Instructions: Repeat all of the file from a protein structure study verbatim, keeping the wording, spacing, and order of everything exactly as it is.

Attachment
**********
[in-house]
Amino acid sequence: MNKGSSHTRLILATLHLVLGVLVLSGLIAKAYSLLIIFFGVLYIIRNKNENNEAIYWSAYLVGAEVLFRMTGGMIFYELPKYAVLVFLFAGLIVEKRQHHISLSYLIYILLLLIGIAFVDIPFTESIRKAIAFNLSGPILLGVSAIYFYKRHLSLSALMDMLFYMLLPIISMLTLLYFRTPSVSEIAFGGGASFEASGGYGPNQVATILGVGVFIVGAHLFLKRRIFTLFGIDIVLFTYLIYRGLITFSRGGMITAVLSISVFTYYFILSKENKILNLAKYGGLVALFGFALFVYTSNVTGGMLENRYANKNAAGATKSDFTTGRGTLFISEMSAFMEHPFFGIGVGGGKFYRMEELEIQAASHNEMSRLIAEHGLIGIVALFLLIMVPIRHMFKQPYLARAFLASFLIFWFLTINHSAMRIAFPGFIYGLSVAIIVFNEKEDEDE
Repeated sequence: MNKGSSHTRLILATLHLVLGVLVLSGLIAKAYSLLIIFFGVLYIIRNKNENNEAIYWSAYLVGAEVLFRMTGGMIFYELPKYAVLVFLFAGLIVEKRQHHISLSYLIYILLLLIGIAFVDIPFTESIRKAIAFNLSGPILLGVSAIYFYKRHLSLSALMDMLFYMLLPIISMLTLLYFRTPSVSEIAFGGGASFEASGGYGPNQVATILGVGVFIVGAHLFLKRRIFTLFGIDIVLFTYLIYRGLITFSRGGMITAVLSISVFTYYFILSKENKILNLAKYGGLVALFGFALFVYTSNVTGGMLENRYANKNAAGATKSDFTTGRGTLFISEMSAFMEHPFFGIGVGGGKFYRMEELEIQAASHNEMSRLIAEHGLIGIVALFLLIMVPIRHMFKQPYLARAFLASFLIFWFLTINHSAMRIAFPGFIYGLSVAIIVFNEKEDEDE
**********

[in-house]
Amino acid sequence: MNKGSSHTRLILATLHLVLGVLVLSGLIAKAYSLLIIFFGVLYIIRNKNENNEAIYWSAYLVGAEVLFRMTGGMIFYELPKYAVLVFLFAGLIVEKRQHHISLSYLIYILLLLIGIAFVDIPFTESIRKAIAFNLSGPILLGVSAIYFYKRHLSLSALMDMLFYMLLPIISMLTLLYFRTPSVSEIAFGGGASFEASGGYGPNQVATILGVGVFIVGAHLFLKRRIFTLFGIDIVLFTYLIYRGLITFSRGGMITAVLSISVFTYYFILSKENKILNLAKYGGLVALFGFALFVYTSNVTGGMLENRYANKNAAGATKSDFTTGRGTLFISEMSAFMEHPFFGIGVGGGKFYRMEELEIQAASHNEMSRLIAEHGLIGIVALFLLIMVPIRHMFKQPYLARAFLASFLIFWFLTINHSAMRIAFPGFIYGLSVAIIVFNEKEDEDE
Repeated sequence: MNKGSSHTRLILATLHLVLGVLVLSGLIAKAYSLLIIFFGVLYIIRNKNENNEAIYWSAYLVGAEVLFRMTGGMIFYELPKYAVLVFLFAGLIVEKRQHHISLSYLIYILLLLIGIAFVDIPFTESIRKAIAFNLSGPILLGVSAIYFYKRHLSLSALMDMLFYMLLPIISMLTLLYFRTPSVSEIAFGGGASFEASGGYGPNQVATILGVGVFIVGAHLFLKRRIFTLFGIDIVLFTYLIYRGLITFSRGGMITAVLSISVFTYYFILSKENKILNLAKYGGLVALFGFALFVYTSNVTGGMLENRYANKNAAGATKSDFTTGRGTLFISEMSAFMEHPFFGIGVGGGKFYRMEELEIQAASHNEMSRLIAEHGLIGIVALFLLIMVPIRHMFKQPYLARAFLASFLIFWFLTINHSAMRIAFPGFIYGLSVAIIVFNEKEDEDE